Extra Blu-Ray Pick Of The Week: Lay the Favorite

by Norm De Palma

A more or less entertaining portrait of the world of sports gambling.

In this 2012 comedy-drama, Rebecca Hall teams up with Bruce Willis, Catherine Zeta-Jones, and Joshua Jackson to provide viewers a glimpse of the topsy-turvy world of sports gambling. Based on the memoirs of American writer and ex-stripper Beth Raymer, we follow the young Beth (Hall) as she travels from her humdrum Florida life to Las Vegas and New York City. There, she meets a whole crew of zany characters, from a smooth-talking professional gambler in Dink Heimowitz (Willis), Dink’s wife Tulip (Zeta-Jones), a journalist from New York called Jeremy (Jackson), and other names and faces that turn Beth’s life around.

The film starts off with a promising premise, as explained in detail by Indie Wire: Beth is an adventurous striptease dancer who decided to work as a cocktail waitress in Sin City, but it doesn't take long before she finds out that she has a talent for chance and numbers. There are more than a few moments of mentor-protege brilliance between Hall and Willis, and for a minute, the film manages to make gambling more exciting than what we imagine it to be.

However, one can't help but notice how thinly laid out the story is. After the expected banter, there’s Zeta-Jones cutting out the romantic tension between Beth and Willis, and suddenly another romance is afoot, this time with young writer Jeremy. Like Beth, we are not entirely sure where the plot is going, but at least there are some gags to entertain us along the way. Like in the criminally underwhelming Alita: Battle Angel, the movie is rife with good dialogue that would have worked if only the movie is given any semblance of a narrative to latch our attention to.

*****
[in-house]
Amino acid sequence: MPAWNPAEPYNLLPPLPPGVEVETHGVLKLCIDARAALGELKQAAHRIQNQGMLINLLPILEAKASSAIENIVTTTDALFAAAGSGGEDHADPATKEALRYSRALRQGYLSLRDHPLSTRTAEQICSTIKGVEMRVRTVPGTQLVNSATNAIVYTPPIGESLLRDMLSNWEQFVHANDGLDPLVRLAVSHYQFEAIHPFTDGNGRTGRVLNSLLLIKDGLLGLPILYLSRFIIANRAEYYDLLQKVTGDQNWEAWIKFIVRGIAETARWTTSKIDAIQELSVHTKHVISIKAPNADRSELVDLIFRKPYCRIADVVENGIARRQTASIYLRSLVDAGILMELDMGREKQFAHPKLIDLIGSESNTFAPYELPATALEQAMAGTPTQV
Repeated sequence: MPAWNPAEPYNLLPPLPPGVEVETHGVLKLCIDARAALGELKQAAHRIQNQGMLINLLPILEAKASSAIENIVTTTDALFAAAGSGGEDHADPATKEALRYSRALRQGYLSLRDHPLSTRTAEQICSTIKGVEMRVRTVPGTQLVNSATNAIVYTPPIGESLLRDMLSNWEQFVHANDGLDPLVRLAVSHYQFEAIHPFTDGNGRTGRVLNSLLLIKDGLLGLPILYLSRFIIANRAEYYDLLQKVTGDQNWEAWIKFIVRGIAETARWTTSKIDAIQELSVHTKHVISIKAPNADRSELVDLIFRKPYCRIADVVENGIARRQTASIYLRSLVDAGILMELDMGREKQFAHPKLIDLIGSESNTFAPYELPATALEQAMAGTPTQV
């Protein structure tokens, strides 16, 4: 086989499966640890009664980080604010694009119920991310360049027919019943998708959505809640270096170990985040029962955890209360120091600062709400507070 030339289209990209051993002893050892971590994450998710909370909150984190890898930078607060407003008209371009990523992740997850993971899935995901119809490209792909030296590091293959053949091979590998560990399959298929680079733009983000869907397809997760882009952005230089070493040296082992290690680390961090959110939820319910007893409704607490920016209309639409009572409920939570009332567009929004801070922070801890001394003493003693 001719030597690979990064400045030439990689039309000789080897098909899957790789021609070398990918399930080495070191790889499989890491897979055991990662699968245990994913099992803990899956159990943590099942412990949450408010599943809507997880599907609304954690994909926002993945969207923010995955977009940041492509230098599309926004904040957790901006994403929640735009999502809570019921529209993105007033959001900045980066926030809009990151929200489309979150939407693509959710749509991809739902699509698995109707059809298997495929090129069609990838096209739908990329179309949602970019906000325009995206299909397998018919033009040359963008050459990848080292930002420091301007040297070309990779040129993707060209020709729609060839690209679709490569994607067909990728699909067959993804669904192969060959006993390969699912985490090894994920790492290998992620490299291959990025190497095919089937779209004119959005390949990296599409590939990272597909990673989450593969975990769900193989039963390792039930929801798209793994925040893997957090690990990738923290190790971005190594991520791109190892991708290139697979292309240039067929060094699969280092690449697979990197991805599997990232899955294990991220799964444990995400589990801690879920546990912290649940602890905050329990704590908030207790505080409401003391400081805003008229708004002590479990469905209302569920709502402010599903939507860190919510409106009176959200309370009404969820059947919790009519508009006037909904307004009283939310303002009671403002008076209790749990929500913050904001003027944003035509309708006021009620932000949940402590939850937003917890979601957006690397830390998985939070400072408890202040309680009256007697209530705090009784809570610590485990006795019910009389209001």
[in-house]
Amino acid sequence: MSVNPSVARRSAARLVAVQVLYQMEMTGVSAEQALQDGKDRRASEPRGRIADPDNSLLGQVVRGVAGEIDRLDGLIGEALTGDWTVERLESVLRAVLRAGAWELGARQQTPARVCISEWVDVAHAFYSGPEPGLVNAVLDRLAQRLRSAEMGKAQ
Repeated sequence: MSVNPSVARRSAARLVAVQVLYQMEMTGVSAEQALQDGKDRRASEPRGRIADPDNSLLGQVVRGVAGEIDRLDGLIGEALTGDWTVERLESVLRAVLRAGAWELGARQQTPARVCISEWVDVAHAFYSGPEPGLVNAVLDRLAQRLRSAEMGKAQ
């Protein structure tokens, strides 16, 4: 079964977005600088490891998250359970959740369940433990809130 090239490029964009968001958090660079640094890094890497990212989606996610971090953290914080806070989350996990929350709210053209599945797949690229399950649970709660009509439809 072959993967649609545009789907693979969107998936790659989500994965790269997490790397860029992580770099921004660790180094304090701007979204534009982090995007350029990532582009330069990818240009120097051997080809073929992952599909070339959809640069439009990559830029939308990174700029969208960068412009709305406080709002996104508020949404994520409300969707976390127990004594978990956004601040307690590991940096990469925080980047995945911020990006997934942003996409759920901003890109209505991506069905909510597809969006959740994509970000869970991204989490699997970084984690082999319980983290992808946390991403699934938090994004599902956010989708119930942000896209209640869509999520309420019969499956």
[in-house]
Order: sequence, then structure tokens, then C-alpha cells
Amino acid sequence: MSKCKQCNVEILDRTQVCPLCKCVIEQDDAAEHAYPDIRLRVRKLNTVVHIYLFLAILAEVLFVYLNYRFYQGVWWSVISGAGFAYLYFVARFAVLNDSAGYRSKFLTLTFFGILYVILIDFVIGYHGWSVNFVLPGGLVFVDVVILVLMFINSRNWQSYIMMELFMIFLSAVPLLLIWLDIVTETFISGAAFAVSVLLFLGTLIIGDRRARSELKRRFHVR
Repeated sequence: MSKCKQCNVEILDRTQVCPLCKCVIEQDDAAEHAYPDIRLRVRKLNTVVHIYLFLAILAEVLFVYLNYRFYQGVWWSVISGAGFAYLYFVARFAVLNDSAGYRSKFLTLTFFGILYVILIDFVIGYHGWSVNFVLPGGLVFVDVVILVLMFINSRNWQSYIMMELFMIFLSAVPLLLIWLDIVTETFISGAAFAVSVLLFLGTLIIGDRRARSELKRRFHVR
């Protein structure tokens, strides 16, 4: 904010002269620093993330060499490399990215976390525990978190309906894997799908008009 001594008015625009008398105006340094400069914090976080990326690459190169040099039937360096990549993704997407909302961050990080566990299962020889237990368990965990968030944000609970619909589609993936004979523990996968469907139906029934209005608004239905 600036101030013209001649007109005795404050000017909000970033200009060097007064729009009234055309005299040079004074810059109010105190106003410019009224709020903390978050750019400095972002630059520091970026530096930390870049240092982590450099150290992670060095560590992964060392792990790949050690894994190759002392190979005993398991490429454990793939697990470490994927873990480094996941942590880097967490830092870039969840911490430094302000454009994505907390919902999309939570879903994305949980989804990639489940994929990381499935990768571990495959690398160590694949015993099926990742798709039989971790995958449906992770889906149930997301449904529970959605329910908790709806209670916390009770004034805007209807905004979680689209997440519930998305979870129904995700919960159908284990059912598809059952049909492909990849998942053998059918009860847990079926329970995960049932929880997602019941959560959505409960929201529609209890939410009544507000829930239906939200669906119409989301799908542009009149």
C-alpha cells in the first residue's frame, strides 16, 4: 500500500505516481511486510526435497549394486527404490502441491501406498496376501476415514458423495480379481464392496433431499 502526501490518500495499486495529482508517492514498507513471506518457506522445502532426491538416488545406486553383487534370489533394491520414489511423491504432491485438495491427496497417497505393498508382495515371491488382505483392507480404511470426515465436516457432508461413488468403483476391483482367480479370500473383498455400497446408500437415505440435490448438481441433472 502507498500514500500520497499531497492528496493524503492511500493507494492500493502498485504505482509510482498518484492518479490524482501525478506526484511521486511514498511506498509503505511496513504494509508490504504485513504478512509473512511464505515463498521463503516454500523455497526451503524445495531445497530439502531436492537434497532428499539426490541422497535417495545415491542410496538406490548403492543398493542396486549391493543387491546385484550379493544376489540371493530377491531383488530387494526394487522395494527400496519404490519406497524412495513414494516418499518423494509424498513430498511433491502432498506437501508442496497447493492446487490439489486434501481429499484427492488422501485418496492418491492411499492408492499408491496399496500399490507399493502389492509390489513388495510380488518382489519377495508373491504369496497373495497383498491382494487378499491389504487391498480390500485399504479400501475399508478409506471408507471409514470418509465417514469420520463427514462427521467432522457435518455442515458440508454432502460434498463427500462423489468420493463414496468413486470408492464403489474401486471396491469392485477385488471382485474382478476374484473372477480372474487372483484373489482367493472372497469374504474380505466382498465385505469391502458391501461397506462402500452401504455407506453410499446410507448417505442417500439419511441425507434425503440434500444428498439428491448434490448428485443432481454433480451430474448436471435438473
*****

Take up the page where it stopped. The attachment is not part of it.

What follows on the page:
Until the end, there’s an uneven spread of witticisms, flirtations, and some sprinklings of sports gambling trivia. The plot isn’t really that hard to follow, but there isn’t enough momentum to push the viewers to want to continue. Not bad, but certainly not good either.


But despite its imperfections, its depiction of the sports gambling world is, at the very least, accurate and believable. For instance, when Beth decides to go to New York from Las Vegas and continue her gambling career, it was made clear to us that the life she and Dink had in Vegas stays in Vegas. Doing otherwise would mean gambling with her very life. After all, sports betting is full of technicalities and controversy, which is why governments are careful when it comes to adopting and legalizing it. In the U.S., for instance, while gambling is legal under federal law, casino-style gambling is only legal in Nevada and Louisiana. In some Asian countries such as Vietnam, locals are not even allowed to gamble at all. ExpatBets published a guide on sports betting in Vietnam and explain that only foreigners are allowed to use the country’s gaming facilities, with some exceptions. In some areas in Indonesia, those caught in gambling activities are even caned. Therefore, when the movie moved from Nevada to New York, there is a noticeable change in tone. Beth, who used to play in plain sight, is now operating in a whole different environment in the Big Apple. It is this seriousness that adds some dramatic tension to this otherwise feel-good movie. Moreover, the fact that all this danger is based on real risks makes it all the more gripping.

Of course, while Beth gets herself into a lot of heat by the end of the movie, we have a feeling that it will all work out just fine in the end. It’s hard to say whether this is good or bad, but for all intents and purposes, the movie’s happy vibe is what makes it worth watching. Every other plot element has been put there to make the pay-off more satisfying. We could expect way more from this film, but if you’re a gambling enthusiast, a Bruce Willis fan, or just looking to kill some time, this underwhelming movie isn’t really that much of a bad choice in the grand scheme of things. Rent It.

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